Significance Of Sickness In The Great Gatsby

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Symptoms of a Greater Sickness While classic literature may be an abundant source of philosophical reflection and rich moral analysis, it severely lacks representational diversity which renders these insights irrelevant to modern culture. These assertions cannot be classified as universal because the environment in which they are constructed is not demographically-proportional to society. Additionally, further examination of certain literary pieces reveal that rather than failing to reflect a diversified society, they systematically reject this diversification, whether that be in regards to gender, ethnicity, nationality, or sexuality. This bigotry is perpetuated in texts such as The Sun Also Rises by Ernest Hemingway and The Great Gatsby…show more content…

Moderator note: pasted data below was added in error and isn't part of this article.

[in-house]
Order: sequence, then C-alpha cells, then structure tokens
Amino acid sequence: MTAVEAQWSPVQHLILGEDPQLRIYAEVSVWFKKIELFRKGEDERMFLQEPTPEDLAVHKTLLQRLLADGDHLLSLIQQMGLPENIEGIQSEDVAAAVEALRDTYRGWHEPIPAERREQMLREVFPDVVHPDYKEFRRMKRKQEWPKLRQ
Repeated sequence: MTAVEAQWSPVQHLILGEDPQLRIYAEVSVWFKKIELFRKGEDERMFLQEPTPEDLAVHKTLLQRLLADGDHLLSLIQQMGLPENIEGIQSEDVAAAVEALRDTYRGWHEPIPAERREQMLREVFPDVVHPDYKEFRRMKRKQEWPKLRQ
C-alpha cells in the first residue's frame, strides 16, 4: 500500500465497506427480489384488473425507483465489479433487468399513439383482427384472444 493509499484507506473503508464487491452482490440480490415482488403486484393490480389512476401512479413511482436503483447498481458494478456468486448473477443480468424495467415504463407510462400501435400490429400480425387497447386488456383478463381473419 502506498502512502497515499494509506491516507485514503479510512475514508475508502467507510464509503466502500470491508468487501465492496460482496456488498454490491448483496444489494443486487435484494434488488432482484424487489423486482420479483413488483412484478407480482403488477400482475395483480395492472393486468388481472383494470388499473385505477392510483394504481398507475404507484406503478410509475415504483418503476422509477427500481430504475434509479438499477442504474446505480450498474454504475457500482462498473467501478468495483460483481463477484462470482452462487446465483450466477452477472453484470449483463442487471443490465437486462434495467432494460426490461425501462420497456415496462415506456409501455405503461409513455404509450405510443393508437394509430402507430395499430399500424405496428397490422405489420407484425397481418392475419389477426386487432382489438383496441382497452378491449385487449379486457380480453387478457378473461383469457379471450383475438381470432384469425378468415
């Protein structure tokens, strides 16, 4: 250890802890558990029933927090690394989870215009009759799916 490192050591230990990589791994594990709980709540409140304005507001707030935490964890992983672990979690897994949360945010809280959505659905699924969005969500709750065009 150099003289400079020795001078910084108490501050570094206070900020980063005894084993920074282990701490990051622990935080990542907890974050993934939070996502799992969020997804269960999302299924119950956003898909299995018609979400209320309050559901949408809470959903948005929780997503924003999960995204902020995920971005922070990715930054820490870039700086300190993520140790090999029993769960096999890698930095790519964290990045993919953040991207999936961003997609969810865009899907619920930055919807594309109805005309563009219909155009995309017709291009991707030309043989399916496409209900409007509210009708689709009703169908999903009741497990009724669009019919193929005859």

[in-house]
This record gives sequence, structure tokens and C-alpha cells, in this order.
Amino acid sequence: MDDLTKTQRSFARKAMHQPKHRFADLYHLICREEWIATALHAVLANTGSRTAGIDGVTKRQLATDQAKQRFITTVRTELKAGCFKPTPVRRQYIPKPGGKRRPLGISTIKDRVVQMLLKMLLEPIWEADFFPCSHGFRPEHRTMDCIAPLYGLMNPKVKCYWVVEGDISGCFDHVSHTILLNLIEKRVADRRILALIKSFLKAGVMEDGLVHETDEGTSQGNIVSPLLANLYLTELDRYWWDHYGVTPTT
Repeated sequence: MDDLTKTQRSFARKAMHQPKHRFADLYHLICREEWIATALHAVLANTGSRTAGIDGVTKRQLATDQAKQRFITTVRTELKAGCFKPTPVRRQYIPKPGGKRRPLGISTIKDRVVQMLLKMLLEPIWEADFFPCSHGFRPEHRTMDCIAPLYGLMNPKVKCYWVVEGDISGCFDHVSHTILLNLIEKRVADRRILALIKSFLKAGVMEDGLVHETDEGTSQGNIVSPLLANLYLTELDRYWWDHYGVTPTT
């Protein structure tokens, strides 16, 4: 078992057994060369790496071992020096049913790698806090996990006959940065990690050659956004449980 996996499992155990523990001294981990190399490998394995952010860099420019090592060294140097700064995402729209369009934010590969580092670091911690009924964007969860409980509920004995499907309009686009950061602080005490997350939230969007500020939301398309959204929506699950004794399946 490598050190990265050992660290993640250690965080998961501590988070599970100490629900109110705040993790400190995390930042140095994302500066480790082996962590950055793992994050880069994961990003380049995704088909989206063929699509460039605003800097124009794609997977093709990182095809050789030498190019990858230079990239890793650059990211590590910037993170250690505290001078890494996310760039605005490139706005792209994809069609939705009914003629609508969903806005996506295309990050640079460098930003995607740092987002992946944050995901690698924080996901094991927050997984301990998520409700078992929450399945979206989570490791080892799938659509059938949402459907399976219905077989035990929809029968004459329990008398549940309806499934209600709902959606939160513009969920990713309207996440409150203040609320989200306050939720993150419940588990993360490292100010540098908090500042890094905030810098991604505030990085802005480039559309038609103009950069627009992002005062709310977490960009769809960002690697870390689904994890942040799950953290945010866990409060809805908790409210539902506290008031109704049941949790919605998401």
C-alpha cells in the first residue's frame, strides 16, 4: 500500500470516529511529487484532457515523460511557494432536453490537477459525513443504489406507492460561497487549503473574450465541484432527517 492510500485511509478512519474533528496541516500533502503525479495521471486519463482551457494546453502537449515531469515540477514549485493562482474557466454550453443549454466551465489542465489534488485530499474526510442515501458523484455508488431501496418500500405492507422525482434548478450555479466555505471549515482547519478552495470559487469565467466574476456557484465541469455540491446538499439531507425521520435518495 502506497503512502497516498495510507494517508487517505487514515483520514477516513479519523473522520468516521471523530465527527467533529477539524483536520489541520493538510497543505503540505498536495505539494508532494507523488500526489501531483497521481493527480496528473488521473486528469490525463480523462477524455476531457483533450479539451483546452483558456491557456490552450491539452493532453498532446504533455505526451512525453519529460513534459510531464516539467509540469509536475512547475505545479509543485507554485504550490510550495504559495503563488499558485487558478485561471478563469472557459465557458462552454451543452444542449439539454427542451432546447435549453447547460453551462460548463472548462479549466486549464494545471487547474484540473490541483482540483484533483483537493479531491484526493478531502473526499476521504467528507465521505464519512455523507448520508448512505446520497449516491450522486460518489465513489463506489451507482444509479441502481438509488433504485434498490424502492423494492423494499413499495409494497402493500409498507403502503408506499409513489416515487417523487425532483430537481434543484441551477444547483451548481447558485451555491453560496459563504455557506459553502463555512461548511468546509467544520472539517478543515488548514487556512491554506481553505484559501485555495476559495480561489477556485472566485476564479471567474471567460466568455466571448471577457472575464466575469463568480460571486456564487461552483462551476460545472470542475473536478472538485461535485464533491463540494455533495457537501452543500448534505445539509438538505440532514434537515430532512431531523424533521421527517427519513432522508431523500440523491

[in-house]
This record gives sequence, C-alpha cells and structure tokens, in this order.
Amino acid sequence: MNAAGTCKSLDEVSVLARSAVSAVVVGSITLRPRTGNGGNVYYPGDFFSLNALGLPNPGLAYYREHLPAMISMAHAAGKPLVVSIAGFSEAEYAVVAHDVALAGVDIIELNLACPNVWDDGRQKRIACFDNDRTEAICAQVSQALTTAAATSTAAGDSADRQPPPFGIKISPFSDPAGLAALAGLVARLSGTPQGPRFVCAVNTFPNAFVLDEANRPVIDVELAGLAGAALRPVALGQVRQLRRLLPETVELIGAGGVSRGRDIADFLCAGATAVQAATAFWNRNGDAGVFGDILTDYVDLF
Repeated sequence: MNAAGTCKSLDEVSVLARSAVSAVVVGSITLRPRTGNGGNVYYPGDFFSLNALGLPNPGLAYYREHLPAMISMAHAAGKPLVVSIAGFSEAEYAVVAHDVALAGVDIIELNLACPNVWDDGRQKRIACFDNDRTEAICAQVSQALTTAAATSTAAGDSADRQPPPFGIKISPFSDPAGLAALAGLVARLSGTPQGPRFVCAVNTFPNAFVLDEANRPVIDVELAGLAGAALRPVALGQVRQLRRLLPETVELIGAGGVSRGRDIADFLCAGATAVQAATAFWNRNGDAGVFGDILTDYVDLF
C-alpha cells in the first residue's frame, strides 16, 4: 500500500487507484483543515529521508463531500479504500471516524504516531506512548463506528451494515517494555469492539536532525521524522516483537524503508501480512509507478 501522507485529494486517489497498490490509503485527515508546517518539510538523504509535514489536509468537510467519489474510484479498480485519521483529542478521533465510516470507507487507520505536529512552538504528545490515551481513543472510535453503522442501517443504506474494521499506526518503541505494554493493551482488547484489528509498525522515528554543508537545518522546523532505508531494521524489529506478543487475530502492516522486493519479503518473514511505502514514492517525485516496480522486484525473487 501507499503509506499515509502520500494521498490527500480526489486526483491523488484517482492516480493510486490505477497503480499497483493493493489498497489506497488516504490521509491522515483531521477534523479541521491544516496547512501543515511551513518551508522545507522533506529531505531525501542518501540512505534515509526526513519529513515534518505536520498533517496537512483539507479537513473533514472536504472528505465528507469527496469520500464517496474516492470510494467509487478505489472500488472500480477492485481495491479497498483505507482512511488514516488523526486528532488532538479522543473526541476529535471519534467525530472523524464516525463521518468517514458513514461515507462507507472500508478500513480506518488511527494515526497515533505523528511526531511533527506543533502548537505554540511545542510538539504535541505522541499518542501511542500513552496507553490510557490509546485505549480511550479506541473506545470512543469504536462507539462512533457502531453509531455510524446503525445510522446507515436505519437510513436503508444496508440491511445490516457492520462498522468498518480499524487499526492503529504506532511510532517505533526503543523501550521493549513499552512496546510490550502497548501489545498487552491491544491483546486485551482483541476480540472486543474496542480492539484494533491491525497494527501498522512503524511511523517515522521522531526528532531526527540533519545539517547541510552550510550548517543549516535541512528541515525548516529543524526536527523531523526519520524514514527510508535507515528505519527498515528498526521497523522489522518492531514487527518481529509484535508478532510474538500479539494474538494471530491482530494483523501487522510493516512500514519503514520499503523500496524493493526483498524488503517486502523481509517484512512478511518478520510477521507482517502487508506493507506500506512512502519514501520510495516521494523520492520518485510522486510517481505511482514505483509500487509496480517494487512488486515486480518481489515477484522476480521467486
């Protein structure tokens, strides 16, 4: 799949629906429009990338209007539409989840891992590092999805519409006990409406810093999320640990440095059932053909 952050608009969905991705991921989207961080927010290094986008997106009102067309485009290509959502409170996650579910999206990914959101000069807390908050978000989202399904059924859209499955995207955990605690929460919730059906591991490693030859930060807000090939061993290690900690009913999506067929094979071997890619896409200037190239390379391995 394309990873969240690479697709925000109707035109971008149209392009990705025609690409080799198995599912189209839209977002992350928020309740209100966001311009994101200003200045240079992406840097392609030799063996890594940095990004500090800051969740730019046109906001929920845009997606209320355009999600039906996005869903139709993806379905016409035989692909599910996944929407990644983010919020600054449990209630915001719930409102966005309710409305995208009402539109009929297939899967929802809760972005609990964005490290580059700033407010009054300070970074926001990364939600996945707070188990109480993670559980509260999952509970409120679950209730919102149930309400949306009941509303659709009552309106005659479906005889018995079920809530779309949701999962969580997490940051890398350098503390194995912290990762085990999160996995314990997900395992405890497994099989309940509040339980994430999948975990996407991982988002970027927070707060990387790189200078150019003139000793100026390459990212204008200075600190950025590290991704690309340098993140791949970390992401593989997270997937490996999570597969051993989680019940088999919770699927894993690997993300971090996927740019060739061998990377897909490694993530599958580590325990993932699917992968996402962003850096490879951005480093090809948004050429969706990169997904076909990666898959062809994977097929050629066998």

In The Great Gatsby, Myrtle is the mistress of Tom Buchanan. The novel provides a very limited scope of her life and motivations. The only time she is ever even mentioned is when she serves as a catalyst for Tom’s emotional angst. When Nick Carraway is first introduced to her, one of his first observations is that she was “faintly stout, but she carried her surplus flesh sensuously as some women can” (Fitzgerald 28). This sort of objectification truly sets the tone for her character arc. While nothing is inherently wrong with Fitzgerald’s choice to depict her as a sensuous women, the problem stems from his tendency to only characterize her as so. Stereotyping is harmful to the female identity and how women are perceived in society, which is why The Great Gatsby is a prime example of sexism amongst classic literature. Daisy and Gatsby later kill Myrtle after accidentally running her over with their car. Even though she has family, a sister who was mentioned earlier in the book, Fitzgerald chose to focus on her husband’s discovery that “Myrtle had some sort of life apart from him in another world and the shock had made him physically sick” (Fitzgerald 132). Her husband’s reaction to being cuckolded and Tom’s reaction to losing his mistress, which is later mentioned in the novel as well, is given more precedence than the death of Myrtle herself. Her death is not about her, essentially; it is about the repercussions it causes for the men around her. Additionally, the language Fitzgerald employs in his description of George Wilson’s emotional breakdown is very unsettling. The implications of him becoming physically ill at the thought that his wife could wield her own autonomy speaks to how men disregard female agency in the

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